Germany considering 'mosque tax' for Muslims

Germany's grand coalition government on Wednesday said they were considering the introduction of a "mosque tax" for German Muslims, similar to the church taxes paid by German Christians, German broadcaster Deutsche Welle reported.

A mosque tax was "an important step allowing for Islam in Germany to emancipate itself from foreign state," Deutsche Welle reported Thorsten Frei, a member of Chancellor Angela Merkel's Christian Democrats (CDU) as saying.

Germany, where church taxes are collected from practicing Catholics and Protestants and then transferred to religious authorities in order to fund church activities, is home to 4.4 to 4.7 million Muslims (5.4–5.7 percent of the population).

Mosques in Germany are currently reliant upon donations, raising concerns about possible financing by foreign organizations and governments, Deutsche Welle said, pointing specifically to increasing worries about the influence of the Turkish-Islamic Union for Religious Affairs (DITIB),  an arm of the Turkish government based in Germany.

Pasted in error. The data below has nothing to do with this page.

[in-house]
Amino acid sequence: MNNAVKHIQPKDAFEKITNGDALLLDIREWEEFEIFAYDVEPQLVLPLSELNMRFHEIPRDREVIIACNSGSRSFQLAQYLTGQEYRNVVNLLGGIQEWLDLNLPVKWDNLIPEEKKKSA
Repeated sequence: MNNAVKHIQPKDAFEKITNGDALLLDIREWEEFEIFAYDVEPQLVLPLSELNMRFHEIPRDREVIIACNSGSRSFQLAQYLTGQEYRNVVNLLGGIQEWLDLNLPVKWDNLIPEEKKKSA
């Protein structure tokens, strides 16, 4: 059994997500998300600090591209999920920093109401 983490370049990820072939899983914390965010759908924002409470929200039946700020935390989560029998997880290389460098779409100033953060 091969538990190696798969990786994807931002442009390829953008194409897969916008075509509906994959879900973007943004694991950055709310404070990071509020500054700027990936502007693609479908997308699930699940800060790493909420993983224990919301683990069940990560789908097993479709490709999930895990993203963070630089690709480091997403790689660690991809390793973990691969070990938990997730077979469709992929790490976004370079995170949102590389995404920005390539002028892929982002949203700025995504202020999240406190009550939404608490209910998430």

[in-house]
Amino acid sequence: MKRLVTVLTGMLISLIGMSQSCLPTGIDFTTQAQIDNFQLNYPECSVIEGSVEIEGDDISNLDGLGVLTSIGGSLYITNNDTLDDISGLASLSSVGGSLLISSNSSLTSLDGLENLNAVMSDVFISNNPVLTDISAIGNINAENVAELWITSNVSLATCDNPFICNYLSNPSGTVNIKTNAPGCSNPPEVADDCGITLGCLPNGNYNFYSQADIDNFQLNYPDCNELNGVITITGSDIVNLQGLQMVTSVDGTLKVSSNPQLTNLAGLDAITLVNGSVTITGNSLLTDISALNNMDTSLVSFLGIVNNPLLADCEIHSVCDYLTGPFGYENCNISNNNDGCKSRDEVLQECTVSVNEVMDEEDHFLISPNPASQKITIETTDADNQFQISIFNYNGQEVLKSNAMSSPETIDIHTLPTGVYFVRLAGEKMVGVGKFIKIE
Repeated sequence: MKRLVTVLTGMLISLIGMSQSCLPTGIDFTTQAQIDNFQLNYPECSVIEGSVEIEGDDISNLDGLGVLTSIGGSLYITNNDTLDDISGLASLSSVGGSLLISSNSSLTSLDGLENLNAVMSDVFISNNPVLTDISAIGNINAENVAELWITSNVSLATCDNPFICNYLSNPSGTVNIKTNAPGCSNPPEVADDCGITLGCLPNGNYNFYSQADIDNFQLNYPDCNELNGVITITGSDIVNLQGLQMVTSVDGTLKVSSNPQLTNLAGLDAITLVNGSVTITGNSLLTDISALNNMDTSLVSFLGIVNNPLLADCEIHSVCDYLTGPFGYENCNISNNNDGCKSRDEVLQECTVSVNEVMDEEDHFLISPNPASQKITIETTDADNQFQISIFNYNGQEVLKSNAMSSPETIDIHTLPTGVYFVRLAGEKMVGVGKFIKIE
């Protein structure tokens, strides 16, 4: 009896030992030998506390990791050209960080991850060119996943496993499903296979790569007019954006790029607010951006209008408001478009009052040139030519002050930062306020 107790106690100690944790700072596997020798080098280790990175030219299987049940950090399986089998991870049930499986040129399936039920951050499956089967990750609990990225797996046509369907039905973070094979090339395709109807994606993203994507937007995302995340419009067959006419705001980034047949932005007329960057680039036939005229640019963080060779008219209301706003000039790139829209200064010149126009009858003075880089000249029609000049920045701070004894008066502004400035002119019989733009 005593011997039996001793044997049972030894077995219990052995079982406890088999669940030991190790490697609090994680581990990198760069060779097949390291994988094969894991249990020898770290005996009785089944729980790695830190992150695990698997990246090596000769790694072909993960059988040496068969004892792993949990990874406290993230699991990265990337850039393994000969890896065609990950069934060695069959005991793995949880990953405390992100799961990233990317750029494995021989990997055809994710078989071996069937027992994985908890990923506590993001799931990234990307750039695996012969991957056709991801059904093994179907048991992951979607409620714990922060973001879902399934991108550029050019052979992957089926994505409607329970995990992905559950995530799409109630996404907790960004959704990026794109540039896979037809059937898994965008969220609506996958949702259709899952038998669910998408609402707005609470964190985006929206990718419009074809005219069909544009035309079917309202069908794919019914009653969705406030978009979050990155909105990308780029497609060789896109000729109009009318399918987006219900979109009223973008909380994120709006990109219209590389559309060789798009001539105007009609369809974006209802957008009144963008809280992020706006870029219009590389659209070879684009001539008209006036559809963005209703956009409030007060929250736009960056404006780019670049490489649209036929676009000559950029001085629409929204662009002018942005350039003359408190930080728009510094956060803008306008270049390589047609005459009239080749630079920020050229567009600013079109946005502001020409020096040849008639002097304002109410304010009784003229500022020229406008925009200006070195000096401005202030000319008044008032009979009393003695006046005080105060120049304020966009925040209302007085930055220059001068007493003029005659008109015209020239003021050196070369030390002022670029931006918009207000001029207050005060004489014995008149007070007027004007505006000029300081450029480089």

Reports surfaced last month that Germany’s domestic security agency had turned its attention to DİTİB, one of Germany’s largest Islamic organisations, after reports of unconstitutional nationalist and religious activities at the union’s mosques.

DİTİB was set up 1984 as a branch of Turkey’s state-run Directorate of Religious Affairs (Diyanet) and funds around 900 mosques in Germany and boasts a membership of around 800,000.

A lawmaker from the center-left Social Democrats (SPD), the country’s other ruling party, Burkhard Lischka agreed that a mosque tax could help Islam in the country become more independent.

Countries such as Austria, Sweden, and Italy use church taxes to fund Catholic and Protestant institutions, a practice that has been criticised for being compulsory for practicing Christians and blurring the lines between church and state on account of being collected by the government.